Three months ago Nelson posted about an iPhone app that was helping him track what he was eating: Calorie counting and metabolism
. The post resonated with me, so I downloaded Lose It!
and started using it. The application is simple: you enter your height, current weight, desired weight, and your desired timeframe for loss. The application comes up with a daily calorie budget and provides tools for tracking/estimating calories.
On April 28th I weighed 200 pounds and I set a goal of losing 20 pounds. Lose It!
set a calorie budget for me around 2,100 calories/day, and estimated I'd lose the weight by mid-September. That all sounded fine, but I figured I'd get bored with the application in a week and nothing much would come of it. Like Nelson, I thought I'd at least get a sense of how many calories I was eating each day and that alone would be worth the effort of using it.
I ended up using Lose It!
religiously for exactly four weeks. I took a week off at that point and then tracked my calories for one more week. I haven't touched it since. My last entry in the application was on June 8th, and by that point I had lost 10 pounds. Here we are another six weeks or so later and I reached my goal of losing 20 pounds. Hooray!
I have never been able to lose weight. I sit in front of a computer all day and I always assumed my weight problem was due to lack of exercise. Every few months I would make a resolution to run regularly and hopefully lose weight in the process. I could stick with an exercise plan for a couple weeks, but I'd eventually twist a knee or get too busy and give up. Counting calories has been perfect for me because there is no exercise involved and I didn't need to set aside large blocks of time to do it. I do ride my bike a few miles a few times each week and that's up a bit now that it's summer, but I don't ride nearly enough to account for the weight loss.
Why did Lose It!
and counting calories work for me? I think it boils down to the simple idea that if you can track something you can change it. I found that I ate similar things every day and by tweaking my routines I could stay within the budget. For example, I used to have a bagel with cream cheese every morning and that was around 400 calories or more. By switching to an english muffin with almond butter, I saved about 50 calories and didn't feel like I was missing out. I used to view them as equal options for breakfast, but tracking every single calorie for a while taught me to see differences in food.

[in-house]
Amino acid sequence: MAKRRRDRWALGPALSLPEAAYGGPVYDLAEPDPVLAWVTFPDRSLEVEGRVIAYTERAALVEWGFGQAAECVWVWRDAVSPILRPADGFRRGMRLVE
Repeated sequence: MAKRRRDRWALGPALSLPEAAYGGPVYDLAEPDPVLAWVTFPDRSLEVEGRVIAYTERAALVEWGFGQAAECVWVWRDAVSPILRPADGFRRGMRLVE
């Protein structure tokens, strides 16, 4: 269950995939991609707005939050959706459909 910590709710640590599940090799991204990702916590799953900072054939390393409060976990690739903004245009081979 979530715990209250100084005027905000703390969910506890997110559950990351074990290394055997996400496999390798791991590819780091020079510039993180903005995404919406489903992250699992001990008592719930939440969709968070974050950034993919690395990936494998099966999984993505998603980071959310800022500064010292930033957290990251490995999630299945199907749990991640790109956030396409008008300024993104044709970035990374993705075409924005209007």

Eating, estimating calories, and staying within my budget became a game to me those first four weeks. Staying within budget was an easier way for me to "win" at something than losing weight. So I measured my success based on staying within budget and eventually the weight followed. I measured food portions exactly, and looked up calories on restaurant websites. (I wish more restaurants published nutrition information online.) I got fairly good at estimating calories and portion sizes, and I always double-checked with the application. If I ever wanted to have a 1,000 calorie bomb in the middle of the day, I'd have to find a way to budget for it. Constantly thinking within these constraints ruled out fast food entirely because I didn't ever want to waste a whole day's worth of calories on one meal. Now I do the calorie-counting in my head, but I needed to track seriously for a while to get to this point.
Anyway, that's my story and I thought I'd post it in case it helps someone else like Nelson's post helped me. I feel better and I feel better about myself. I'm going to stick to a 2,000 calorie diet and see where it takes me. The changes I made are new habits now so why break them?